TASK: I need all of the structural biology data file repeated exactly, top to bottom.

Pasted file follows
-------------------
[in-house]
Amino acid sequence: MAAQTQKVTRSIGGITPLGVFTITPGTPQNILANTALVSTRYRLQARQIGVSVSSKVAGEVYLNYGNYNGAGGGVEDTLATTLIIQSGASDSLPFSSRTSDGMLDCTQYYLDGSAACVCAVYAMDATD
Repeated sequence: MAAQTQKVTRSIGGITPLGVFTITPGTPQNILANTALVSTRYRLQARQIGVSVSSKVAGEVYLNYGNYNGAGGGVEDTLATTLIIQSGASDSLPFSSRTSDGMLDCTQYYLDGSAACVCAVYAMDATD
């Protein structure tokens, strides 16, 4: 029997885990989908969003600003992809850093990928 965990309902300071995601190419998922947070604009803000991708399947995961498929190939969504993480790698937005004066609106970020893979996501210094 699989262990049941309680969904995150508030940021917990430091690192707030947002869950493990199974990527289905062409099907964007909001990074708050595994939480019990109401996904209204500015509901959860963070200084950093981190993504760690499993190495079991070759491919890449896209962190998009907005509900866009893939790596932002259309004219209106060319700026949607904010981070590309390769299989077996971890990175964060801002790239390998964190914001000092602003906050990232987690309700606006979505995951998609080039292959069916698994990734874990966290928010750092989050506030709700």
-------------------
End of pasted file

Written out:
[in-house]
Amino acid sequence: MAAQTQKVTRSIGGITPLGVFTITPGTPQNILANTALVSTRYRLQARQIGVSVSSKVAGEVYLNYGNYNGAGGGVEDTLATTLIIQSGASDSLPFSSRTSDGMLDCTQYYLDGSAACVCAVYAMDATD
Repeated sequence: MAAQTQKVTRSIGGITPLGVFTITPGTPQNILANTALVSTRYRLQARQIGVSVSSKVAGEVYLNYGNYNGAGGGVEDTLATTLIIQSGASDSLPFSSRTSDGMLDCTQYYLDGSAACVCAVYAMDATD
């Protein structure tokens, strides 16, 4: 029997885990989908969003600003992809850093990928 965990309902300071995601190419998922947070604009803000991708399947995961498929190939969504993480790698937005004066609106970020893979996501210094 699989262990049941309680969904995150508030940021917990430091690192707030947002869950493990199974990527289905062409099907964007909001990074708050595994939480019990109401996904209204500015509901959860963070200084950093981190993504760690499993190495079991070759491919890449896209962190998009907005509900866009893939790596932002259309004219209106060319700026949607904010981070590309390769299989077996971890990175964060801002790239390998964190914001000092602003906050990232987690309700606006979505995951998609080039292959069916698994990734874990966290928010750092989050506030709700």